Petersen, Sydney Vernon

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Petersen, Sydney Vernon

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Sydney Vemon Petersen was born on 7 September 1916 in Riversdale. He was one of five children of Sydney Petersen and his wife, Maria Cupido. His paternal grandfather was Swedish. Petersen attended the Berlin missionary school in Riversdale until he was 12 years old and then continued his schooling at the Trafalgar High School in Cape Town. His tuition was in English from the outset. After qualifying as a teacher at the Battswood Training College, he taught in Ladismith in the Cape Province and at the Berlin Mission School in Cape Town's District Six for a number of years. He then lectured at the Battswood Training College and later became the head of its primary school section. In the course of his career he attended evening classes at the University of Cape Town and obtained BA and BEd degrees. When the Athlone High School was established in 1947 he was appointed headmaster. He occupied this position until he retired in 1975. As a dedicated educationist, he remained involved with the Hewat Training College and the teacher training college in Bellville after his retirement. In 1982 he was appointed to the SABC Board. Although he made his mark as a teacher, it is as a poet that he will be remembered. He attracted attention with his first poetry volume. Die enkeling (the individual) (1944), particularly because of its denouncement of racism in the line 'the curse of a dark skin'. Petersen was classified as a Coloured. Later on militant critics held it against him that he lamented, but failed to ever protest. But he explained that he was no politician. Neither was he a 'coloured poet'. He was a poet and a South African. He continued to write poetry in his uniquely clear style, paying no heed to critics. Other volumes of poetry followed: Die stil kind (The quiet child) (1948), Kinders van Kain (Children of Gain) (1960), Suiderkruis (Southern Cross) (1965), Alleenstryd (Lonely struggle) (1979), Nag is verby (Night has gone) (1980) and Laat kom die wind (Let the wind come) (1985). In 1962 an English volume. Meditations on the brink, appeared in the Netherlands. This was later published in South Africa as Meditations (1980). In 1946 Petersen published a highly acclaimed novel, As die son ondergaan (When the sun sets). Petersen traveled extensively. Some of his poetry was translated into English, Italian, Russian and German. He became known as one of the prominent poets of the 1940s. He is remembered for his individuality, simplicity and directness of style, and his contribution to making people aware of the unworthiness of racial discrimination. Various honours were bestowed on him; inter alia a medal of honour for literature from the South African Academy for Science and Art (1959) and the State President's Decoration for Meritorious Service (1982). Petersen died on 20 February 1984 in Germiston. He was survived by his wife, Mavis Hamer, also a teacher, and a son.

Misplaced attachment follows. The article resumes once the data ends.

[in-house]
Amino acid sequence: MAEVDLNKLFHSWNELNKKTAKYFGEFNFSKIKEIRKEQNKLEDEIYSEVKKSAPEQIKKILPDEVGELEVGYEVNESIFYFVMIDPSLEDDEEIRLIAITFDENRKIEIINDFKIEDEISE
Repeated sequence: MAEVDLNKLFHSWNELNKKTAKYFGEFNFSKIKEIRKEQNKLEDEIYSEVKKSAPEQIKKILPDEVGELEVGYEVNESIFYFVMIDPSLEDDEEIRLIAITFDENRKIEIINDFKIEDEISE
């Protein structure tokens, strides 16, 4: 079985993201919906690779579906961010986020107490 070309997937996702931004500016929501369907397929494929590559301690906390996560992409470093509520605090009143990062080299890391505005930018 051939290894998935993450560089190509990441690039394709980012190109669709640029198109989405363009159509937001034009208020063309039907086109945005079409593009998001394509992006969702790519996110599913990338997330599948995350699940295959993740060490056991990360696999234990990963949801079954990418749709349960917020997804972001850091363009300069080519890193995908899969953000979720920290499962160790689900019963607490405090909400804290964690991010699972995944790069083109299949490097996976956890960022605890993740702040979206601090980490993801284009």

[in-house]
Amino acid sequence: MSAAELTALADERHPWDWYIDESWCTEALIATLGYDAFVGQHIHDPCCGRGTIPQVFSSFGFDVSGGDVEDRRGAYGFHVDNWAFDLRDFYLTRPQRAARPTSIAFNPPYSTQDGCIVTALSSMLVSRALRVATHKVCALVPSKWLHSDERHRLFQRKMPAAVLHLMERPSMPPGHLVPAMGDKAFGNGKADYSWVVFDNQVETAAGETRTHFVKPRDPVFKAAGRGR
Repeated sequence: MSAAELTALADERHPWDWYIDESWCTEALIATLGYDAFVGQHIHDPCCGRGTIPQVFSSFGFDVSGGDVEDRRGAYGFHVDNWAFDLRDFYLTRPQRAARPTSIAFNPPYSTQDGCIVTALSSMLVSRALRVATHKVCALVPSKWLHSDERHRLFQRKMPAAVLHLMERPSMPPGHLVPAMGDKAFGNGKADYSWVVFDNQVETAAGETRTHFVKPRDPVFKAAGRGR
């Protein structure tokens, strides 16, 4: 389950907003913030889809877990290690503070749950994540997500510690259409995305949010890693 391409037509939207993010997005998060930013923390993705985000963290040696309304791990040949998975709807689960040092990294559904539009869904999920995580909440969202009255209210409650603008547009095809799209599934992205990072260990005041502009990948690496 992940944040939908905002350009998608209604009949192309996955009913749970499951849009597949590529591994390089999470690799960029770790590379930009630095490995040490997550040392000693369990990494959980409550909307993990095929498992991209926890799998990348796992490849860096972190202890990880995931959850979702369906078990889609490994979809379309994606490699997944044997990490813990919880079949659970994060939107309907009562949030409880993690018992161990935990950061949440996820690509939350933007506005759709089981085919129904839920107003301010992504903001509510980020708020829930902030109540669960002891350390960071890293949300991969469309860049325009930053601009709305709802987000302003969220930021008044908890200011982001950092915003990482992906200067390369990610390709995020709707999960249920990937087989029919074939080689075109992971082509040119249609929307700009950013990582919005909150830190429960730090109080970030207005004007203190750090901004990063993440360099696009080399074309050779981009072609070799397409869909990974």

Source: Sonderling, N.E. (ed.) New Dictionary of South African Biography, v.2, Pretoria: Vista.


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